15 August 1997

Saving dovecotes from destruction

Do you have an old dovecote in your farmyard? If you do and live in Yorkshire then the Yorkshire Dovecote Society would like to hear from you.

The society was founded 10 years ago by architectural historian Alan Whitworth to promote the preservation of dovecotes and pigeon lofts throughout Yorkshire. It has recently been given a grant by the Council for British Archaeology to locate and record these often quirky old buildings in that county.

They are usually located on farms and because they may be inconveniently sited and sized for modern-day use, they tend to be neglected or derelict. Yet once they were considered a valuable necessity.

The Egyptians really cultivated pigeons and while they were certainly eaten, it was their droppings that were prized. These were a valuable fertiliser and recognised as such from as early as 2000BC.

"In England dovecotes were not allowed to be floored and dung was used for making gunpowder in the days before guano was shipped here from the West Indies," says Mr Whitworth, who finds it is sad that these fascinating buildings are often demolished when they could be preserved and put to good use.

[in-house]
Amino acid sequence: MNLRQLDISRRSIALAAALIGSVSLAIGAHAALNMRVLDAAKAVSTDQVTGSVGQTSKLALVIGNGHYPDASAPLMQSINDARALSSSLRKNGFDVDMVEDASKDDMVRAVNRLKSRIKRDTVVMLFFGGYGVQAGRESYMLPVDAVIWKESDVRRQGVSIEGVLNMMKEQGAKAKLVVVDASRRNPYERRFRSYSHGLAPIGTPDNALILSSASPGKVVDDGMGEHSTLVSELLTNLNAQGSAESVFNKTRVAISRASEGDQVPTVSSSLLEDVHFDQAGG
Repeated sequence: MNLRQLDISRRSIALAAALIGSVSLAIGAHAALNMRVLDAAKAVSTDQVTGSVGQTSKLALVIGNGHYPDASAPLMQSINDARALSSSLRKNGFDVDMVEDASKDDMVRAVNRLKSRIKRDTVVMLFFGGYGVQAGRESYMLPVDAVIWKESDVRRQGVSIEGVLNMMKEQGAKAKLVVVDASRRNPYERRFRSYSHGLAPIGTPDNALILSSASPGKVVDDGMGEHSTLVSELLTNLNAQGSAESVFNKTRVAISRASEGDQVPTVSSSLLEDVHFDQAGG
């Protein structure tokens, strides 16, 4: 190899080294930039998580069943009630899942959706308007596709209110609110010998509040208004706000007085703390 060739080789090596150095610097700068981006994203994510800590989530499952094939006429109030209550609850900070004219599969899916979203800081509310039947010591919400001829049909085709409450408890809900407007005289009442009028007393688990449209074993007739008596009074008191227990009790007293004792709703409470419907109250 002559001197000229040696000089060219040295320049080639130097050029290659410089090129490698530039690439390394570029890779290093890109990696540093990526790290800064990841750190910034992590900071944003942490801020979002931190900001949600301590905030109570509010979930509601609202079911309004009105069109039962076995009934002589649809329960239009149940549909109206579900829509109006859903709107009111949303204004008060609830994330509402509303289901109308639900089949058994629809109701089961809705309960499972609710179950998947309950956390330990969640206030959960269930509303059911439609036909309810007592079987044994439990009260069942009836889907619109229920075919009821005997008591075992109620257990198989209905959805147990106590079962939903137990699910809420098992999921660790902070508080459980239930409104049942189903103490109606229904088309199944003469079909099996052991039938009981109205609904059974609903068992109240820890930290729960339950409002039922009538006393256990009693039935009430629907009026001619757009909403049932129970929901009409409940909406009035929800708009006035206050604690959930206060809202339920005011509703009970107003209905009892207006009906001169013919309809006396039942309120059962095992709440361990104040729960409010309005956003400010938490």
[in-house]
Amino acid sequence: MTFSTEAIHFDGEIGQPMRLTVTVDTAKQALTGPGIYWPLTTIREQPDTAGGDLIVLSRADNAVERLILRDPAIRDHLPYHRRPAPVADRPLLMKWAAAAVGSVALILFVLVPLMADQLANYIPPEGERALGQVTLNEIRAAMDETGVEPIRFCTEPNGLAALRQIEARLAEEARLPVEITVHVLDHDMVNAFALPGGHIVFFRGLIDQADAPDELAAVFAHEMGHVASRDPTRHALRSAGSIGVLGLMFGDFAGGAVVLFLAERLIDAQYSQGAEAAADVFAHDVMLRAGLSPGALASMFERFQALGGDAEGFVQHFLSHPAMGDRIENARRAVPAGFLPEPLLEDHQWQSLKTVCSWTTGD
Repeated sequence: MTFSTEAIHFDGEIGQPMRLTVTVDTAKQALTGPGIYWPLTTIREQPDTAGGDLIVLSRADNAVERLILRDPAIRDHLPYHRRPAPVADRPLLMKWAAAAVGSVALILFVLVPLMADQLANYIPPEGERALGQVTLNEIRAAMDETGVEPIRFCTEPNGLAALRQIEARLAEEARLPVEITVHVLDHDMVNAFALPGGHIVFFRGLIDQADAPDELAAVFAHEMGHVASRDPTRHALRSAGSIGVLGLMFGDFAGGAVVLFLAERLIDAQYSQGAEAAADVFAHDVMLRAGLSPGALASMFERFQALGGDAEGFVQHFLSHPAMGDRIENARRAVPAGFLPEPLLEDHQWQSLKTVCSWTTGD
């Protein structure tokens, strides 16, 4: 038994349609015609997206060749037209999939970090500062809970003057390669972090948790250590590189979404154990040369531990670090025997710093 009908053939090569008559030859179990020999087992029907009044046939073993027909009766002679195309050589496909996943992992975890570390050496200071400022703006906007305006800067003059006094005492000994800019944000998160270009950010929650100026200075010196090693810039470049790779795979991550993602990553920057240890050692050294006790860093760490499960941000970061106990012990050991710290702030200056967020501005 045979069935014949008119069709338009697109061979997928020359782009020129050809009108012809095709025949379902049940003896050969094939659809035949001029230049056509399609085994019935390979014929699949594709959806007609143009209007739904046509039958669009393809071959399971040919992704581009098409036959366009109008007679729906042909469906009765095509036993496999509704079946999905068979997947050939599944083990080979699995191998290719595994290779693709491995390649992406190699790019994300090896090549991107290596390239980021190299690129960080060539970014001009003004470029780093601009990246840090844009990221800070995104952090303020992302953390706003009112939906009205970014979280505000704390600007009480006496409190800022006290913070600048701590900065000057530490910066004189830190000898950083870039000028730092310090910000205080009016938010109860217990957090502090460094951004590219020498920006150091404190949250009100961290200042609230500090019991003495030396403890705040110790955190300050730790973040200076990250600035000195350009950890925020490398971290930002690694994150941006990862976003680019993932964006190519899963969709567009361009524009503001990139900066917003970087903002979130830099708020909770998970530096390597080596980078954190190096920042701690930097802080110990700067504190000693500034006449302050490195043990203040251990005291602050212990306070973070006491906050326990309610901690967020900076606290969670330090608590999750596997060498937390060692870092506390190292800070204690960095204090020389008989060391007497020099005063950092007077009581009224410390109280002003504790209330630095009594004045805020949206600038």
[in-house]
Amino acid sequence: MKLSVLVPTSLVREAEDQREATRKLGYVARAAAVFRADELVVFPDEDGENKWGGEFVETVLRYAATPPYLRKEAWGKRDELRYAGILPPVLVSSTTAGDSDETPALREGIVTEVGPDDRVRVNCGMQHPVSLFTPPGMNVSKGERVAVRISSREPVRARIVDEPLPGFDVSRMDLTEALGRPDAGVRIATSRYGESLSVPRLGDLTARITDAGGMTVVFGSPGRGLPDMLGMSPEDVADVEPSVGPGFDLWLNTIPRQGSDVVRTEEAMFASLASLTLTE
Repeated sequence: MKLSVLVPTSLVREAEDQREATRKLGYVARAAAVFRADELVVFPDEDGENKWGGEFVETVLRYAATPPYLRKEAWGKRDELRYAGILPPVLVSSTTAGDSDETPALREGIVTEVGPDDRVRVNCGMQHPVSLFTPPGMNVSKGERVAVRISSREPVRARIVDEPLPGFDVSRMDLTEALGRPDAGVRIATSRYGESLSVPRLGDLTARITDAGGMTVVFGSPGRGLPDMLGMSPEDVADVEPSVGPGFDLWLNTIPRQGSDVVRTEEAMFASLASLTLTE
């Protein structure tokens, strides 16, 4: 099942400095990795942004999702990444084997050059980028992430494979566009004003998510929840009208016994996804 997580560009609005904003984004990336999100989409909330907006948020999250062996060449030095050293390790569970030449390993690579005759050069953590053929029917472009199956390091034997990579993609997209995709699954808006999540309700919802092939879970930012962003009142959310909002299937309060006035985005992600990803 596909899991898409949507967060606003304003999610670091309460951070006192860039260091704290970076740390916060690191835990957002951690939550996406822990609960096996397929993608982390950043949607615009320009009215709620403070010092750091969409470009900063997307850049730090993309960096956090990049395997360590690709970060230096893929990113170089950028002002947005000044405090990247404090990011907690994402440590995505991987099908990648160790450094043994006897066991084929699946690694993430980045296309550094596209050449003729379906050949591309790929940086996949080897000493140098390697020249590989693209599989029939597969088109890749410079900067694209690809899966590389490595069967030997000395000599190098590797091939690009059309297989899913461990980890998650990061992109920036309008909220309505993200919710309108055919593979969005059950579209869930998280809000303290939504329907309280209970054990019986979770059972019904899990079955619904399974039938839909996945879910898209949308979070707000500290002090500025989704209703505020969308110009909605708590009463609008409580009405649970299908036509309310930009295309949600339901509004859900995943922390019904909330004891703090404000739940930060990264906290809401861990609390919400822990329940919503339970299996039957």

"Architecturally there are some extraordinary buildings and some of them are quite large – big enough to be turned into two or three-storey dwellings.

They can also be done up into workshops or holiday accommodation and we can point people in the right direction for grants towards this, but the first step is to get the dovecote listed."TG

The Yorkshire Dovecote Society, Linden, 10 The Carrs, Sleights, Whitby YO21 1RR. (01947-810819).

This 18th century octagonal red brick dovecote in Letwell, South Yorkshire is complete with terracotta nest boxes and potence – revolving gallows with ladder for collecting eggs. The listed grade II building was restored by the village with financial support from the Council for the Protection of Rural England and serves simply as a decorative village centrepiece. The key is available from nearby South Farm on whose land it stands.